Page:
|Posted By:||Ray Bridges|
|Subject:||Re: Cherokee Connection to Family|
|Post Date:||March 10, 2002 at 09:56:38|
|Forum:||Ashworth Family Genealogy Forum|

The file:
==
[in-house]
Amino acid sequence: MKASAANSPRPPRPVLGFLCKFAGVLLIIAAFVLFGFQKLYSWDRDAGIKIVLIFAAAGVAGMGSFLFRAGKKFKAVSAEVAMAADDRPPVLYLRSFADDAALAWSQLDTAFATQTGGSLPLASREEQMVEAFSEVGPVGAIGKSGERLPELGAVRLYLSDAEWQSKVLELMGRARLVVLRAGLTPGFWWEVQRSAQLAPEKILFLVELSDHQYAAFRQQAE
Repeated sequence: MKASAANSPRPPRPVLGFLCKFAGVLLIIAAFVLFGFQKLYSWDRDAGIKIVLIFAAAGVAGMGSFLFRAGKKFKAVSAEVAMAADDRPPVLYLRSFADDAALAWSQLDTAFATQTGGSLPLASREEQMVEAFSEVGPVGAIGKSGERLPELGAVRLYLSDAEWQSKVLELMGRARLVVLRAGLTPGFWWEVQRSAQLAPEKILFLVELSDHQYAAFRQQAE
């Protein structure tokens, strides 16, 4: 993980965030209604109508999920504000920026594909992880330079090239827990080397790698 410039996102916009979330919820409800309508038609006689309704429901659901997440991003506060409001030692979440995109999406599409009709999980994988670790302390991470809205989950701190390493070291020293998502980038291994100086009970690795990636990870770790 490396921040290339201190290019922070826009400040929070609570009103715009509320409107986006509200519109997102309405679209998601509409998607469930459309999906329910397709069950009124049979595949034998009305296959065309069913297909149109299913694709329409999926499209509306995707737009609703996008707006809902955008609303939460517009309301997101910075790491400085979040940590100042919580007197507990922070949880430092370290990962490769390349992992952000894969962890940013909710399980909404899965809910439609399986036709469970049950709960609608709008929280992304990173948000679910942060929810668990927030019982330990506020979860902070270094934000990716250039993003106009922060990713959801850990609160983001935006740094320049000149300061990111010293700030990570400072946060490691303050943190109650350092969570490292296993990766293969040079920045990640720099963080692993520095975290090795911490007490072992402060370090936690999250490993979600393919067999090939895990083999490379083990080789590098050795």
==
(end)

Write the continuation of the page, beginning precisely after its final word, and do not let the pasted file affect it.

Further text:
It seems that when you use the word Black you're inclusive, knowing that most Blacks in the United States are part Indian and part White, but you approach the word White to mean "being without any other mixes." My main argument about the Ashworths in Texas has not been about their racial make up which I believe in a tri-racial mix, but in their identity of themselves. They saw themselves as White. They did business with White people. They married White people. They founded White churches. In Louisiana they were accepted as Whites. Only in Texas was there a problem about race. But the attitude of White Texans did not make the Ashworths and their related families think of themselves as any less White. When the Civil War broke out, those same Ashworths that were driven out of Texas for being less than White, joined the Confederate army just as their White neighbors. Does not how a person sees himself count for something? We do not know if our grandmothers were of a pure race. It has never been an issue with us, but we take exception to others saying they know more than do we about who we are.